Alcock, Thomas (1789-1870)

Early PM Local Preacher

Primitive Methodist Magazine 1867

Thomas was born in February 1789 at Ipstones, Staffordshire.

Conversion and starting to preach

Thomas was converted through the Wesleyans in 1807. He had been drawn to the Wesleyans following the conversion of his brother William. Thomas joined with the Primitives following hearing James Bourne preach at Gratton in 1810. Shortly afterward he began public speaking himself with such great effect that the early leaders of the Primitive Movement were anxious to secure his services as a preacher. In the early days he often travelled journeys of between twenty and thirty miles and preached 3 or 4 times.

For a number of years it was his custom to work as a bricklayer in the summer to earn sufficient money to go out on a mission. He returned home when the money ran out.

Later in life Thomas became a grocer.

Tunstall Plan

When his portrait was published in the December 1867 edition of the Primitive Methodist Magazine, Thomas was claimed to be the oldest living PM member and local preacher. His name appeared on the first handwritten plan of the Tunstall Circuit in 1810. He is number 12 on the first printed plan.

Kendall writes that Thomas was associated with the Society at Talke, and was ‘a man of faith and spiritual power, the memory of whose piety and usefulness is still fresh and invigorating.’

Thomas’ brother William also appeared on the first plan. In 1818, William Alcock was No. 6 on the Tunstall circuit plan. Kendall reports that he then retired from the ranks and, it is said, located in Derbyshire, and lived to write a few words on the friend of his youth and prime, which found a place in Walford’s ” Life of Bourne.”

The obituary in the PM Magazine describes him as the Venerable Thomas Alcock. The author writes; ‘A singular amount of uprightness and honesty pervaded the character of the deceased; his gifts for charitable and benevolent purposes were large and frequent, and were generally given privately, without show or ostentation. His preaching was plain and practical, and calculated to do much good.’


Thomas married Mary Edwards (1793-1885) on 29 February 1820 at St James, Audley, Staffordshire. After his marriage he moved from Ladderedge, nr Leek, to Talk-o’-th’-Hill. Records  identify ten children. Only four of his children survived him.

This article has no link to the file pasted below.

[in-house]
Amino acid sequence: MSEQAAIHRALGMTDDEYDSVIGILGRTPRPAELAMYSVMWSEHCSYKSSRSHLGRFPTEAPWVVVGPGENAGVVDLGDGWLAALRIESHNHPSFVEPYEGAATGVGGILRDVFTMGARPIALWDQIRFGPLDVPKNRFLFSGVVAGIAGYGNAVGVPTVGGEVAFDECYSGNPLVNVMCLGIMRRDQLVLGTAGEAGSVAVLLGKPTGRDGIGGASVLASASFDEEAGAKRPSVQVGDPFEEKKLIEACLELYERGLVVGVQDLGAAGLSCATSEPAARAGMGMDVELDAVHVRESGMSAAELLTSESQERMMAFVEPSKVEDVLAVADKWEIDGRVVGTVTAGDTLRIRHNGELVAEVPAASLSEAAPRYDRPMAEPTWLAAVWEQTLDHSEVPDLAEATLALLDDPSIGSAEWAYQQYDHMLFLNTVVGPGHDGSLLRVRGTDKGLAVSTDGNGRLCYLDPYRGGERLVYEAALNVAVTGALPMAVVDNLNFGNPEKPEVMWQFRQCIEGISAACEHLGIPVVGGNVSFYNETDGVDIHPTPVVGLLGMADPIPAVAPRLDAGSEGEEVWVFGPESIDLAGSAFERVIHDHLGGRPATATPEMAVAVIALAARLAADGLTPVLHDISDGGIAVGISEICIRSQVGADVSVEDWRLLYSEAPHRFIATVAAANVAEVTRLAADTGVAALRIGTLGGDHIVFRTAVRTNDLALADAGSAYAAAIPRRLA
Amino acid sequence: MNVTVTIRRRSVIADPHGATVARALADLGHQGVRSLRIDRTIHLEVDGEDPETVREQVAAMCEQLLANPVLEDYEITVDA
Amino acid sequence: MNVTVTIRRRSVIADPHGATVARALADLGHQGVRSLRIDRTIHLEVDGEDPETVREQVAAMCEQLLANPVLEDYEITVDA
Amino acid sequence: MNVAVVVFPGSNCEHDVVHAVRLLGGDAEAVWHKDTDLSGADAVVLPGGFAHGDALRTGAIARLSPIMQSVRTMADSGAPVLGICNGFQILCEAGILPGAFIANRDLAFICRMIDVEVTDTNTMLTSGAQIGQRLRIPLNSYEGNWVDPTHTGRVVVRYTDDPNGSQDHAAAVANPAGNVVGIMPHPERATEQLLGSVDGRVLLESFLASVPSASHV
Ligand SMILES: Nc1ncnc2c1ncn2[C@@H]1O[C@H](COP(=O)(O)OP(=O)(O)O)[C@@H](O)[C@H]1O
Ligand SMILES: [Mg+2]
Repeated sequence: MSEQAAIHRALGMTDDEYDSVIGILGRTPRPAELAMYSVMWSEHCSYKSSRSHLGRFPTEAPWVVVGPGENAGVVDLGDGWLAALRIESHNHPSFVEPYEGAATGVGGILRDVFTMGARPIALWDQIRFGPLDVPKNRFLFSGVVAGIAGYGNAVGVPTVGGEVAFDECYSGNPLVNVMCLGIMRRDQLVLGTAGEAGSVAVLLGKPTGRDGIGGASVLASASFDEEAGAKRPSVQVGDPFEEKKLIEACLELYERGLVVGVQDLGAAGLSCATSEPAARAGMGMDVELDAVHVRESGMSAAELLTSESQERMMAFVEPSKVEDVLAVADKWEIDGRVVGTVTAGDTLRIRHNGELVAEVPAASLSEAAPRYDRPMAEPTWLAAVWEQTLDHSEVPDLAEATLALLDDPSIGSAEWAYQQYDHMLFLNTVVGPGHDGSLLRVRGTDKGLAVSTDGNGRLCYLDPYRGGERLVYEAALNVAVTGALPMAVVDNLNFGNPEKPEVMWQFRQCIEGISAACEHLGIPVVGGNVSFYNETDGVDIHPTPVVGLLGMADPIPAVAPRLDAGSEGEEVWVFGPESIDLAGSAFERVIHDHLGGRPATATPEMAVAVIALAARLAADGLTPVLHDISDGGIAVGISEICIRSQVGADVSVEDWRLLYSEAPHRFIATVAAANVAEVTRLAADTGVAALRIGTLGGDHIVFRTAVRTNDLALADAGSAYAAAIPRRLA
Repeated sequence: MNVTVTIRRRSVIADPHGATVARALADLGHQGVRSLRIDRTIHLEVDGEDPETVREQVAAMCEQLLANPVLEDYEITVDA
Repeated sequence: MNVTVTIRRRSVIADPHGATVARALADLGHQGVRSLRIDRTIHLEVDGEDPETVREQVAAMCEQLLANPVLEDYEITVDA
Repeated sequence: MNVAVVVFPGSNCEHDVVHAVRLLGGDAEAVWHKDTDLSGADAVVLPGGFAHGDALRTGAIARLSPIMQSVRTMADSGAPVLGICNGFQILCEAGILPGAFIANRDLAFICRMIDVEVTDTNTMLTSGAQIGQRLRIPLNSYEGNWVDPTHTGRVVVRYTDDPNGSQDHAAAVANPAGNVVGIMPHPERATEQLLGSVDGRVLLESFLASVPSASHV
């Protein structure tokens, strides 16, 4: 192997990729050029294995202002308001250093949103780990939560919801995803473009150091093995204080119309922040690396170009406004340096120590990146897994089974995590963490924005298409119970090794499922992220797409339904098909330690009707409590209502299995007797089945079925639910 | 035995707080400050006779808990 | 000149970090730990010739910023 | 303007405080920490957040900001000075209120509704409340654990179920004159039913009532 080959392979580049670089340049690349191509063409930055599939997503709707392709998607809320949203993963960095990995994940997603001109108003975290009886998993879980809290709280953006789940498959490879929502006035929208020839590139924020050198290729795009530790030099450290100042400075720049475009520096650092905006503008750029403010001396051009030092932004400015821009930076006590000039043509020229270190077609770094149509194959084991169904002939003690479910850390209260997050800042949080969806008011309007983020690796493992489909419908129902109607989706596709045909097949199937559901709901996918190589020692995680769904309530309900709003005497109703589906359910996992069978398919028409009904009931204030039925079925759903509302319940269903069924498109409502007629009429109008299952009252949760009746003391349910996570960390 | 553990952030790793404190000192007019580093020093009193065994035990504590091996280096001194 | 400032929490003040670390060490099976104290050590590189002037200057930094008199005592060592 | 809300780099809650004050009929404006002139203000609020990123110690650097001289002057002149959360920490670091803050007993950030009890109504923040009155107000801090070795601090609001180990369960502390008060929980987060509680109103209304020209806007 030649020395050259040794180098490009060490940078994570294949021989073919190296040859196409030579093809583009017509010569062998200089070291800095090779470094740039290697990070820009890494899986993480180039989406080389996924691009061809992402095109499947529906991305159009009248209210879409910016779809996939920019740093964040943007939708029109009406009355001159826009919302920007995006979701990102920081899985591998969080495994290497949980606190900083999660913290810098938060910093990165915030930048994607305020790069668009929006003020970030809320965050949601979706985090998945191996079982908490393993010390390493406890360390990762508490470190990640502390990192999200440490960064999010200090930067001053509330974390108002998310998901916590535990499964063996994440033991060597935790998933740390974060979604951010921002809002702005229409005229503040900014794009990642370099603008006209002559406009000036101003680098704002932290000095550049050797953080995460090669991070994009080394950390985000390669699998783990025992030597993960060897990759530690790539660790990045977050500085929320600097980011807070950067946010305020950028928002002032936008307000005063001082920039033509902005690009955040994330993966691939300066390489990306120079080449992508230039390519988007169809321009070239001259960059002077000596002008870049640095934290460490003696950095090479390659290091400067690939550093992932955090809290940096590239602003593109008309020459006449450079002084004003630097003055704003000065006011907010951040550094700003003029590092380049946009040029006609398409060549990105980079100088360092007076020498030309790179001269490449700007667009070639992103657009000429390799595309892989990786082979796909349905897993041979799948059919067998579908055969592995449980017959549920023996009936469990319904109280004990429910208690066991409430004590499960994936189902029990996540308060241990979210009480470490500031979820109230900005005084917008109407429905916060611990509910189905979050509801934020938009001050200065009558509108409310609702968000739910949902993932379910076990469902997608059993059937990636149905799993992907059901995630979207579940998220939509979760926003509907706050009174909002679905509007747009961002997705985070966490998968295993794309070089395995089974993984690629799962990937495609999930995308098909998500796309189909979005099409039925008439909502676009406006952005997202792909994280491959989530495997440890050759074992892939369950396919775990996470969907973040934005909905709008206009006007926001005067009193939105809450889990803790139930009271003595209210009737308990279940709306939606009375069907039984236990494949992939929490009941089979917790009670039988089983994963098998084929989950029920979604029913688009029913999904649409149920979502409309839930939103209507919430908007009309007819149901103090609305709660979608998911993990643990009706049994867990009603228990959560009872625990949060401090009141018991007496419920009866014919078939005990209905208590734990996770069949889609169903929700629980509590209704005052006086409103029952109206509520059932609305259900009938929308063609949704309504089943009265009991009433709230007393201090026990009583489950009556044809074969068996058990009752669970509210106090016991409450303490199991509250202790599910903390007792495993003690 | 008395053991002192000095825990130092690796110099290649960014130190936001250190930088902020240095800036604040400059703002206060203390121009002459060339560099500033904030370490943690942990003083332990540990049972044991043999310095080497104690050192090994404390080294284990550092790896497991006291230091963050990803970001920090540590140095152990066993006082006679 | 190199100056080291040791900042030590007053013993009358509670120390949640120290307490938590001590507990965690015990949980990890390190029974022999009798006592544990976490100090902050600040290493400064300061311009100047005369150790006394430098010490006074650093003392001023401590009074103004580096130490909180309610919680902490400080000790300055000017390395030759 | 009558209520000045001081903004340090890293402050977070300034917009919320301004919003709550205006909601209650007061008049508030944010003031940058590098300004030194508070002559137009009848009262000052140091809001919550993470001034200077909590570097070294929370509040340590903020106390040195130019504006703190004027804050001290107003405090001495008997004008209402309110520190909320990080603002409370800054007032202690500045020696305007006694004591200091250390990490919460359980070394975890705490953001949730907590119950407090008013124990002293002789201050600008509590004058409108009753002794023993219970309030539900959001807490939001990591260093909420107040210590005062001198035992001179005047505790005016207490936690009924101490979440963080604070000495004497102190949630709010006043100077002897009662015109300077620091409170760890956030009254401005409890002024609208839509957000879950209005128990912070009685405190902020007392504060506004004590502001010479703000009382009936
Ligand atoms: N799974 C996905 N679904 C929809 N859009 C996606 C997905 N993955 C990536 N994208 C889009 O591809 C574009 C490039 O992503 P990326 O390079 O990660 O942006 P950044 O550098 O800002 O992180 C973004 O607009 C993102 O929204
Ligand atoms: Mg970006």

• Hannah (b1821)
  • Sarah (b abt 1823)
  • Mary (b1824)
  • Emma (1827-1858) – married John Hough, a carpenter
  • Harriet (1828-1886) – married George Baskerville, a farmer
  • Ellen (1829-1854)
  • Elizabeth (1831-1921) – married John Turnock, a grocer
  • Martha (b1833)
  • Thomas Sherratt (1835-1917) – a grocer
  • James (b1836)

Thomas died on 6 Mar 1870 at Talk-o’-th’-Hill (Talke), nr Audley, Staffordshire.  A letter of condolence was written by William E Saunders, from the Tunstall Circuit, to his wife Mary.


Primitive Methodist Magazine 1867 (portrait); 1871/369

H B Kendall, Origin and History of the PM Church, vol 1, p129

Census Returns and Births, Marriages & Deaths Registers


Comments about this page

  • Thank you for sharing such fascinating facts David .Thomas and Mary are also my 4x great grandparents through their daughter Harriet.

    By Julian (20/11/2021)
  • Thank you for sharing this information about my great great great great grandfather. It is a joy for me to read.

    By Elizabeth Carmody (01/03/2021)
  • Thank you David for adding Mary’s memoir and Thomas’s preaching notes, as well as other family photos and the letter of condolence.

    By Jill Barber (12/07/2015)
  • That is amazing David. We would be very interested to see them at Englesea Brook Museum of Primitive Methodism.

    By Jill Barber (26/05/2015)
  • I’m a great, great, great grandson of Thomas. I have his preachers notes from 1811, I also have his daughter Mary’s memoirs in case they are of interest for research. 

    By David Robinson (25/05/2015)
  • There is a note about his life and death on the Talk o’ th’ Hill Preaching Plan, 1870.

    By Jill Barber (23/05/2013)

Add a comment about this page

Your email address will not be published.